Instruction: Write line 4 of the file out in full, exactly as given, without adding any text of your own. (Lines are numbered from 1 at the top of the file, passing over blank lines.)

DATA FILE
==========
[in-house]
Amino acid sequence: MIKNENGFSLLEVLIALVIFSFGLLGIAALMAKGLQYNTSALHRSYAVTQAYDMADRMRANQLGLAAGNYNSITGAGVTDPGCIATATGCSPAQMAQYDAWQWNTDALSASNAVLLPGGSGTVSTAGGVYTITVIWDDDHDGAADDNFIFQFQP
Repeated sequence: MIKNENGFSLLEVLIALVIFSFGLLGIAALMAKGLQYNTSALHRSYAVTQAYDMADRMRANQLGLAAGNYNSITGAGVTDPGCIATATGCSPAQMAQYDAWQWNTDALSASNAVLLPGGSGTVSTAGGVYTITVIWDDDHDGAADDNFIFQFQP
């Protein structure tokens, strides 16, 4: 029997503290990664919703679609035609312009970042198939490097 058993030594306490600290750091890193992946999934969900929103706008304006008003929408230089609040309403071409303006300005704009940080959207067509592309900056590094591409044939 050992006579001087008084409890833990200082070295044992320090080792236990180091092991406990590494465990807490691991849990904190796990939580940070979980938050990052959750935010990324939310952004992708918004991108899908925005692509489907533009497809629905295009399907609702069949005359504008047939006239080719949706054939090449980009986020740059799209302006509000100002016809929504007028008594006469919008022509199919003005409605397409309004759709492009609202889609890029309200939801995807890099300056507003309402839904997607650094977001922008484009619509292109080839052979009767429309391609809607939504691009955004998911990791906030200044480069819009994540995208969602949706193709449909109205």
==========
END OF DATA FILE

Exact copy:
């Protein structure tokens, strides 16, 4: 029997503290990664919703679609035609312009970042198939490097 058993030594306490600290750091890193992946999934969900929103706008304006008003929408230089609040309403071409303006300005704009940080959207067509592309900056590094591409044939 050992006579001087008084409890833990200082070295044992320090080792236990180091092991406990590494465990807490691991849990904190796990939580940070979980938050990052959750935010990324939310952004992708918004991108899908925005692509489907533009497809629905295009399907609702069949005359504008047939006239080719949706054939090449980009986020740059799209302006509000100002016809929504007028008594006469919008022509199919003005409605397409309004759709492009609202889609890029309200939801995807890099300056507003309402839904997607650094977001922008484009619509292109080839052979009767429309391609809607939504691009955004998911990791906030200044480069819009994540995208969602949706193709449909109205």